Betty Crocker

I may have grown up in the home of a balebusta par excellence, but this daughter clearly didn’t inherit her Hungarian mother’s genes. The kitchen was exclusively Mommy’s domain and the house was always gleaming, seemingly on its own. I took it for granted that white cabinets naturally sparkled and that there was never a speck of dust on any surface. Shabbos was always ready hours before I got home from school. When I say that I didn’t know how to boil water before I got married, I mean it quite literally. (Remind me to tell you about the time my friend and I were hungry and tried to make pasta when my mother wasn’t home. There was broken glass involved, but that’s a story for another time.) Then I got married and moved far away. Only a week after sheva brachos, I found myself standing in front of the stove for the first time in my life.

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Taking a deep breath, I ambitiously undertook the task of preparing a delicious pineapple chicken dinner for my new hubby. It was a whole-day affair. I called my new mother-in-law for advice on how to operate a gas oven (Mommy has electric), then my own mother for detailed instructions on how to clean poultry. (That was a real eye-opener.) I followed a recipe from a cookbook, and two hours later proudly removed the dish from the oven just as my husband of two weeks walked in the door. I was feeling rather accomplished as I started to serve my firstever meal—when I accidentally dropped the pan with most of our dinner on the floor. I can’t remember whom I called for advice on how to remove grease from linoleum, but I’m sure I was stumped. It’s been over a decade since that first dinner Hubby and I still laugh about, and I dare say I’ve learned quite a bit since that early disaster. Over the years there’s been lots of trial and error, and advice has come from numerous sources.

As a clueless newlywed I even purchased a book entitled How Clean Is Your House? Hundreds of Handy Tips to Make Your Home Sparkle when I first discovered the phenomenon of dust. I’m still always on the lookout for advice, which is not exactly hard to come by in this day and age. Aside from multiple phone calls to Mommy, sisters-in-law and friends, my extensive cookbook collection and all the cooking magazines (especially Whisk!) that I read, there are countless websites and blogs I consult whenever I need help with a hard-to-remove stain or a tutorial on how to fold linen. Yes, balebustas aren’t (usually!) born but made, taught by example and by role models. So it isn’t hard to understand why for almost a century, millions of American women have turned to Betty Crocker, the homemaking information oracle. Under Betty’s patient tutelage, they’ve learned how to cook, bake and keep their homes organized and clean.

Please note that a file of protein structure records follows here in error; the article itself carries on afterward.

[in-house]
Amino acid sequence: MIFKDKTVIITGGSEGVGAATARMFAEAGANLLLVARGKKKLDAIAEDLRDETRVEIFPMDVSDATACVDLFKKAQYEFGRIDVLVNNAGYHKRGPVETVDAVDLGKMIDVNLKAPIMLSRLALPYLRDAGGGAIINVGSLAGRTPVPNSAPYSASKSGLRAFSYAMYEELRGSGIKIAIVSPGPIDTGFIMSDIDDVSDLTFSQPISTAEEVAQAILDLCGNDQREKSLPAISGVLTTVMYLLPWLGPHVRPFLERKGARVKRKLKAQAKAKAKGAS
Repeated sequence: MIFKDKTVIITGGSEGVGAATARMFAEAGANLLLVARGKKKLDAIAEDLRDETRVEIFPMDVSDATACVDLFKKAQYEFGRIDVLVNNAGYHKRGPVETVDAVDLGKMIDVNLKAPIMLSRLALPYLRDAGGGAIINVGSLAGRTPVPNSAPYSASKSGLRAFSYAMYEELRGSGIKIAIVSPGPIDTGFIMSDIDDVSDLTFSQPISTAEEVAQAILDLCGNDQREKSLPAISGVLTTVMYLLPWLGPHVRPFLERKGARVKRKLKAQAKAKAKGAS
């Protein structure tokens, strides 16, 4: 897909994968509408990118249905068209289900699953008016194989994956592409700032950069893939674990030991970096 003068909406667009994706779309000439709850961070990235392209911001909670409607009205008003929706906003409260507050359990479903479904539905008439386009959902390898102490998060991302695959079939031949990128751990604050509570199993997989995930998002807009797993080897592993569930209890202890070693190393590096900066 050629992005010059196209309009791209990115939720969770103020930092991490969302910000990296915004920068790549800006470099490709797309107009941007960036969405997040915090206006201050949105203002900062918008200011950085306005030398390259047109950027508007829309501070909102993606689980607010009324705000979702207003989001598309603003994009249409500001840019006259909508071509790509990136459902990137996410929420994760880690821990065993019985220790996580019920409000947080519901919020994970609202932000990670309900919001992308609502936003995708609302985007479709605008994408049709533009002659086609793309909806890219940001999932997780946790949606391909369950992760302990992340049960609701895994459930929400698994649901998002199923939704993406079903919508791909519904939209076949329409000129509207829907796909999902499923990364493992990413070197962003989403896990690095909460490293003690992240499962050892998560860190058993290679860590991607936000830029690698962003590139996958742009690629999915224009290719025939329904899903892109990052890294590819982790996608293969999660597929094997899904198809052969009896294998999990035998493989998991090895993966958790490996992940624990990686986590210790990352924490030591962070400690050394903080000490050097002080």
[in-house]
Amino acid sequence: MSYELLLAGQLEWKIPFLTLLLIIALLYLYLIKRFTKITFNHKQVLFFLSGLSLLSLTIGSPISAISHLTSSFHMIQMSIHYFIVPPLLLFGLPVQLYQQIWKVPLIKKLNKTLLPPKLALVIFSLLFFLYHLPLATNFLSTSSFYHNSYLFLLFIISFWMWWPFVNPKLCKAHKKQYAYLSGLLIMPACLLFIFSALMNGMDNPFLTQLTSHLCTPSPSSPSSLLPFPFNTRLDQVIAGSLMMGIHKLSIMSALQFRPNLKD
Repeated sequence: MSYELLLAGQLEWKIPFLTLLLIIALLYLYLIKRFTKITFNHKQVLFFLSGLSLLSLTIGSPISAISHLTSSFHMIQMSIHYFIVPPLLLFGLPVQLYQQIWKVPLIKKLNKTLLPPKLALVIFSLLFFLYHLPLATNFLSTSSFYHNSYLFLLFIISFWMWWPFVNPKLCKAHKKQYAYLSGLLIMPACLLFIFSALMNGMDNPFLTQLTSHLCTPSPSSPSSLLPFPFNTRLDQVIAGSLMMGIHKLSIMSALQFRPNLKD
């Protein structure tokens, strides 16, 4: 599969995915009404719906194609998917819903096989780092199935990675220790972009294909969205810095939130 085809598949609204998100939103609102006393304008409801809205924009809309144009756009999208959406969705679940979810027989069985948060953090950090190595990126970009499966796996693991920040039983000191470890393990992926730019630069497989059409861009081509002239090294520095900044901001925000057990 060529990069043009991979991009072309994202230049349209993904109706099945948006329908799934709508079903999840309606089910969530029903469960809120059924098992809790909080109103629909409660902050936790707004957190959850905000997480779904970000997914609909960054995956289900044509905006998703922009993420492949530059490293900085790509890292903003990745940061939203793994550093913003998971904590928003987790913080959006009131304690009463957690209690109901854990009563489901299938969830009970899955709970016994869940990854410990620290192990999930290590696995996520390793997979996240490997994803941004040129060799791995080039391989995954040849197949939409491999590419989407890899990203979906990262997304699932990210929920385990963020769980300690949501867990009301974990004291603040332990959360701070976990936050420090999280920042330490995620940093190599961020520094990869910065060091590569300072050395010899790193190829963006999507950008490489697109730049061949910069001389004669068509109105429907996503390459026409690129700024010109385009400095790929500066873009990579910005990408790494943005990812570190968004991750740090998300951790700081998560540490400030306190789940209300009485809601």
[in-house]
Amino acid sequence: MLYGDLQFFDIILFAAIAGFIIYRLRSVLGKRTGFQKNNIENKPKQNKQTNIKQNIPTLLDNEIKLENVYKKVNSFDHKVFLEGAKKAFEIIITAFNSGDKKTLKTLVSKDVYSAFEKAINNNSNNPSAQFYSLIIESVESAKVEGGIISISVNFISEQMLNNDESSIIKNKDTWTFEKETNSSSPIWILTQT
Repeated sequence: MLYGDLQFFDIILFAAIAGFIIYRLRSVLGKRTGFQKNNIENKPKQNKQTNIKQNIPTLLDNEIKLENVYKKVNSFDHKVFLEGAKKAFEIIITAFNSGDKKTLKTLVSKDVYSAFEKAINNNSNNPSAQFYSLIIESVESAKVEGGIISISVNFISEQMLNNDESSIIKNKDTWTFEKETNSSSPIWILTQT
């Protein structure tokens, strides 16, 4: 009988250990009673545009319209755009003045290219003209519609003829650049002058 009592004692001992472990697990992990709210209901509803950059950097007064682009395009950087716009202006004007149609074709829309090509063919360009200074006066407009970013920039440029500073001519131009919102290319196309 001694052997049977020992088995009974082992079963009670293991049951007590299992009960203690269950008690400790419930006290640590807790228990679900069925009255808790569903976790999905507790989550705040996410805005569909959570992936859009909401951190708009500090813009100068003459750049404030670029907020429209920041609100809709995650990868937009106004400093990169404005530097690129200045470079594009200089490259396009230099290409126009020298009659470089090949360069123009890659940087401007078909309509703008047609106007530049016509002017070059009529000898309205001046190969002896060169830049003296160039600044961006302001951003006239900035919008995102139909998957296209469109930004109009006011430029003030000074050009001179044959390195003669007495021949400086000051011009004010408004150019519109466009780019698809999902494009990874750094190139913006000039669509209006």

Aspiring to be a balebusta is something that crosses all ethnic and cultural lines. Until they stopped offering public tours in 1985, some two million tourists from around the world visited the famous Betty Crocker Kitchens in Minneapolis, Minnesota, to see their home economists churn out freshly baked goods from the gleaming ovens in their seven test kitchens. For many of these visitors, however, watching the recipe testing in action was only icing on the cake as they hoped to catch a glimpse of the woman behind the starched white apron— Betty Crocker herself. Unfortunately, it was a hope that could never be fulfilled. Receptionists at the facility were armed and ready with tissues and sympathy as they delivered the news to the multitudes of adoring fans who had made the trek only to discover that the woman they idolized, America’s ultimate balebusta and one of the best-known women of the interwar years, didn’t exist—and never had.